Microsoft issued a record number of software updates today, releasing 14 update bundles to plug at least 34 security holes in its Windows operating system and other software. More than a third of flaws earned a “critical” severity rating, Microsoft’s most serious. Separately, Adobe released an update for its Flash Player that fixes a half-dozen security bugs.
Microsoft tries to further emphasize which critical patches should be applied first, and it does this largely by assessing which of the flaws appear to be the easiest and most reliable to attack. According to an analysis posted on the Microsoft Security Response Center blog, the most dangerous of the critical flaws patched this month involve media file format and Office bugs.
Specifically, Microsoft pointed out a critical flaw in Microsoft Silverlight and its .NET Framework, as well as bugs in the Microsoft MPEG-Layer 3 and Cinepak codecs. All of these media format vulnerabilities are critical and could be exploited merely by loading a tainted media file, either locally or via a Web browser, Redmond said.
The software giant also urged customers to quickly deploy a patch that fixes at least four vulnerabilities in Microsoft Office, the most severe of which could lead to users infecting their PCs with malware simply by opening or viewing a specially-crafted e-mail.
More details on the rest of this month’s updates are available here. Just a quick note about this patch batch for consumers: It might not hurt to wait a day or two before applying the Microsoft updates. Given the sheer number of vulnerabilities addressed in this release, there is a good chance that one or more of them may turn out to cause problems for some customers. Also, there don’t appear to be any online threats actively exploiting any of these flaws at the moment.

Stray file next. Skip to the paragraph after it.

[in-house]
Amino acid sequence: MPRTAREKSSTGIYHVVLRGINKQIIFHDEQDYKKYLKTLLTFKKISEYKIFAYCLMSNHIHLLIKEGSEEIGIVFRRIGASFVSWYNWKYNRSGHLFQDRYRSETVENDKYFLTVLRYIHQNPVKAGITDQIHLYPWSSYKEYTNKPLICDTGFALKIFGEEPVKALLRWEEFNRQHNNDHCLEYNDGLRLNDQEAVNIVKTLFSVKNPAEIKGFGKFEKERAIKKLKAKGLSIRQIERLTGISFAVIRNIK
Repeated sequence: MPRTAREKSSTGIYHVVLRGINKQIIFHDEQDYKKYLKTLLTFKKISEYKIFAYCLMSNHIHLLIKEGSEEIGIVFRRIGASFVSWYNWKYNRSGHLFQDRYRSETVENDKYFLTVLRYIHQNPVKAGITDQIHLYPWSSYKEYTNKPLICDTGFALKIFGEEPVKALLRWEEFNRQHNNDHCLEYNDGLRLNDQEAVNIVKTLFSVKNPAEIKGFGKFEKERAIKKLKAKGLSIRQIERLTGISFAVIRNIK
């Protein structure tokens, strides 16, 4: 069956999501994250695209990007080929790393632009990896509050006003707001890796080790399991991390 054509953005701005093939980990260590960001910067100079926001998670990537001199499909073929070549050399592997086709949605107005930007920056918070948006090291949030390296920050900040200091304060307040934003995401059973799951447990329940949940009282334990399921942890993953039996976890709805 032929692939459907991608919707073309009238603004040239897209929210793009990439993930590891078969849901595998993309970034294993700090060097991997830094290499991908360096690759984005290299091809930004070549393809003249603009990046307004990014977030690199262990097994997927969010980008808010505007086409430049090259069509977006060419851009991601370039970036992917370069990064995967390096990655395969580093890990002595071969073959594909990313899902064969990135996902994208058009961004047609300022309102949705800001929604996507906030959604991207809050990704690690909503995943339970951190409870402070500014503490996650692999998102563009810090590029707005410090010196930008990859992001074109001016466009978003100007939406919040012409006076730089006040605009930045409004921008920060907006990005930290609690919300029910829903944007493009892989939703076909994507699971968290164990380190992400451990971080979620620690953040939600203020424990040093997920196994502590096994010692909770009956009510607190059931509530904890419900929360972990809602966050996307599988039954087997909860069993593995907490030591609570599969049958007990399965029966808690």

In other news, Adobe released a patch for its ubiquitous Flash Player that fixes at least six flaws in Flash. The newest version brings Flash to v. 10.1.82.76. If you’d like to know what version of Flash you are currently using, browse to this link.
Note that if you use both Internet Explorer and non-IE browsers, you’re going to need to apply this update at least twice, once by visiting the Flash Player installation page with IE and then again with Firefox, Opera, Chrome or whatever other browser you use. Also, unless you want some “free” software — like McAfee Security Scan or whatever Adobe is bundling with Flash player this month — remember to uncheck that option before you agree to download the software.
Finally, a blog post I published on Sunday incorrectly stated that Adobe would be issuing an update for its PDF Reader software today. Adobe plans to release the Reader update next week.
As always, please drop a note in the comment section below if you experience any issues applying these updates.